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Bradford Bulls insist current financial crisis does not stem from Iestyn Harris settlement
Stephen Coulby has ended the uncertainty surrounding the cost of Iestyn Harris’ move to Bradford by revealing that payments to Leeds amounted to £550,000.
The Rhinos, who allowed Harris to leave them in 2001 to pursue a career in rugby union with Cardiff Blues, returned to the 13-man code to join the Bulls in 2004.
In May 2008, Bradford paid compensation to the Rhinos in an out-of-court settlement, in addition to their legal costs, and also apologised for their part in the transfer saga.
By agreement with Leeds, Coulby has now revealed there was a compensation payment to the Rhinos of £550,000 – spread over three years, inclusive of interest and all of their costs.
Bulls director Coulby said: “Following the restructuring of the club’s board in May, it has been our intention if possible to reveal the true facts with regard to the settlement made with Leeds in May 2008 concerning Iestyn Harris.
“Discussions have taken place with representatives from Leeds and we are now able to reveal the actual detail.
The (Bulls) directors are grateful to Leeds for allowing the true facts to come out and to indicate that their stance in this matter and the resulting settlement have not ultimately led to the problems which face the club at the present timeStephen Coulby
“At the time of the settlement, both clubs were tied in to a confidentiality agreement. It was, however, made clear in 2008 that settlement had been reached and that chairman Peter Hood had also made an unreserved apology for comments which he had made relating to the Leeds club in January that year and to which they took exception.
“Both clubs now feel that at the present time the best interests of everyone are served by the full details being revealed, in the light of continued speculation since the actual time of the settlement.”
Harris signed for Bradford in July 2004 in the face of tremendous competition for his services from a number of top clubs both here and in Australia.
Having kicked off his career at Warrington, he spent four years with Leeds, during which time he became club captain at the age of 21.
He led the Rhinos to a Challenge Cup victory and a Grand Final appearance, in addition to winning the Man of Steel trophy, before switching codes to rugby union.
Coulby said: “Iestyn was signed by Bradford in full knowledge that Leeds had an option to secure his services but that the option could not be enforced unless Iestyn gave notice to terminate his contract with Cardiff RUFC.
“Bradford were told at the time by his solicitor and agent that Iestyn had not terminated his contract with Cardiff but that Cardiff had dismissed him – ie that the option could not therefore be enforced – and on that basis the player signed for Bradford, his chosen preference.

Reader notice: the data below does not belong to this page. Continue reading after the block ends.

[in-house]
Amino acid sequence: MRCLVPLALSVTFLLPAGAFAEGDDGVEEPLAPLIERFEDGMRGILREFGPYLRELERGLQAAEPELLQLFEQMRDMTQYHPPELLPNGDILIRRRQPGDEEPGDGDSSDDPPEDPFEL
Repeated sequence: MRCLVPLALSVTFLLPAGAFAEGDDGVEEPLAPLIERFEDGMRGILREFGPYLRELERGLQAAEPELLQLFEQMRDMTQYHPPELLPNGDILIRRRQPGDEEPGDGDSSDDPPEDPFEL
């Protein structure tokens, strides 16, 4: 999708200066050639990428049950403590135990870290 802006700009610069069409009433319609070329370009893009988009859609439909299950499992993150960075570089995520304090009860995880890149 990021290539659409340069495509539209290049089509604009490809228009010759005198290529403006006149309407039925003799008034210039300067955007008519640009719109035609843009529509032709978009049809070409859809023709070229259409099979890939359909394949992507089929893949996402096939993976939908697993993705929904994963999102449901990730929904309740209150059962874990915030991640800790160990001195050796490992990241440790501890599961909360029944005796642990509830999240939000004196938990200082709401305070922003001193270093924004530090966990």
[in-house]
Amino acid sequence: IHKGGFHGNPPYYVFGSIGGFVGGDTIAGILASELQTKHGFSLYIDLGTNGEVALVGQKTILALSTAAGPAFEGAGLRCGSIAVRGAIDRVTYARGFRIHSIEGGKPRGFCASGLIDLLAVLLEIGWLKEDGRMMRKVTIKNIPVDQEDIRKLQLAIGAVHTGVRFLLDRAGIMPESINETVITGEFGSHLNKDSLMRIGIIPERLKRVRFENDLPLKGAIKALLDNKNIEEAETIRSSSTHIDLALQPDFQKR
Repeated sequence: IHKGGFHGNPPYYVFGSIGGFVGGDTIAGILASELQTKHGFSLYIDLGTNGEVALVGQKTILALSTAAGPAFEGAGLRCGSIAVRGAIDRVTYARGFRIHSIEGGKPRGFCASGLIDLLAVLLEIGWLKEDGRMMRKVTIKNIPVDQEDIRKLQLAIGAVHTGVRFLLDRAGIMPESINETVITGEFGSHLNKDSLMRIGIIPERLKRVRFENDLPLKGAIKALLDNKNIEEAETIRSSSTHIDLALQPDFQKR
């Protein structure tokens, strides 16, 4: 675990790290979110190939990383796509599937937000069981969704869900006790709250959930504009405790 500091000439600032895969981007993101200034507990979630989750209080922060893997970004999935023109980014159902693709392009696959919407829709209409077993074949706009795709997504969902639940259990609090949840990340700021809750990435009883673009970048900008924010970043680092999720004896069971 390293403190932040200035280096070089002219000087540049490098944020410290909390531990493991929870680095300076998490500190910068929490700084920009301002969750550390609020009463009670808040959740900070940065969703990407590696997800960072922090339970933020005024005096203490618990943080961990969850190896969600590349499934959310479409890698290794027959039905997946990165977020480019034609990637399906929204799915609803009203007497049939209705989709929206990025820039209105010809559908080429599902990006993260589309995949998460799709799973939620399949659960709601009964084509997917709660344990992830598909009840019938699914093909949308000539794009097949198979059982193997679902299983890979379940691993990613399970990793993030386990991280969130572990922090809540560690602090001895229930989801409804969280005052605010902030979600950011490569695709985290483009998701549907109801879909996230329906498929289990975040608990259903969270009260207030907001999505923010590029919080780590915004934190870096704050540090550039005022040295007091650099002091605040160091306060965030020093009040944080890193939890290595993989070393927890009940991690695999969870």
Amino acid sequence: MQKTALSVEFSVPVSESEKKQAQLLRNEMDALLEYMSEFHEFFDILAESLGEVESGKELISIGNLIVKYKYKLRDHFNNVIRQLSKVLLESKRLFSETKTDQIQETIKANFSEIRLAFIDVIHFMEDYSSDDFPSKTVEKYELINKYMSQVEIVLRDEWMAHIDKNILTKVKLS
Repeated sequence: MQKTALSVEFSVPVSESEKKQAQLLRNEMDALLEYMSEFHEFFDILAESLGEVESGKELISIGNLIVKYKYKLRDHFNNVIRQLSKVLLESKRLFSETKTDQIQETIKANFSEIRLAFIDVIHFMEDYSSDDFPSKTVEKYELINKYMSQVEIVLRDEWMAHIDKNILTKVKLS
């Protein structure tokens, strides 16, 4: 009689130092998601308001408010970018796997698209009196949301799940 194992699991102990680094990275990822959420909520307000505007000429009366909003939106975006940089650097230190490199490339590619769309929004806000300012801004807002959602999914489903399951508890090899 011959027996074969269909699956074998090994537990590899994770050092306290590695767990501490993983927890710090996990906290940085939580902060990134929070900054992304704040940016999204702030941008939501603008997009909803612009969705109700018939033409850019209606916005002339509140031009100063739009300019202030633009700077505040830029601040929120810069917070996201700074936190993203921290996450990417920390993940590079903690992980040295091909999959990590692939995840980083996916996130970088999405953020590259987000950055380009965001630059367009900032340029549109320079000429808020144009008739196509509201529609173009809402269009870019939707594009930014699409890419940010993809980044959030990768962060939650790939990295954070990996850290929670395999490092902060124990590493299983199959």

“It subsequently transpired that Iestyn’s agent had in fact given notice to Cardiff without Iestyn’s apparent knowledge, thus triggering the Leeds option.
“The point was reached by 2008 where it was in the interests of both clubs to settle the matter out of court and Bradford agreed, after a number of amicable meetings, to pay Leeds an amount of £550,000, such amount to cover all costs and interest.
“The agreement was for the money to be paid over a period of three years and was so arranged because a new Sky TV contract was about to deliver to the club an additional £200,000 per annum.
“The board at that time, under the guidance of the newly appointed finance director – who was not on the board at the time of the signing – was confident that this was affordable and the club were able to budget going forward without this settlement having any great impact on the business.
“The club’s books show that, over a period of three years from 2005-2008, legal costs of £79,032.13 were paid out in connection with this case, making the total cost to the club £629K.
“The costs to the club had, however, been absorbed by the business prior to the settlement being reached, leaving £550K to be covered going forward, and the budget for 2009 was prepared on a break-even position and full salary cap spend after allowing for the first payment to Leeds.”
Coulby stressed that Harris was a great ambassador for the club. He explained that the dual code international, who represented his country in the 2003 Rugby Union World Cup, undoubtedly helped the Bulls to gain considerable income from the sale of merchandise, procure sponsorship revenue and reach two Grand Finals in 2004 and 2005, with a World Club victory in 2006.
“Iestyn was a virtual ever-present during that period and, in scoring 17 tries in 2005, stood only behind Lesley Vainikolo in the try-scoring list,” said Coulby.
“At that time transfer fees were more common than perhaps now and the club would undoubtedly have paid a transfer fee for a player of Iestyn’s calibre.
“It should also be pointed out that in the region of £700K came into the club around that period from outgoing transfers and that the club continued, after signing Iestyn, to pay out additional transfer fees for players.
“The directors are grateful to Leeds for allowing the true facts to now come out and to indicate that their stance in this matter and the resulting settlement have not ultimately led to the problems which face the club at the present time.”
* Bulls joint-captain Heath L’Estrange could feature for the Exiles as they prepare to face England on Wednesday.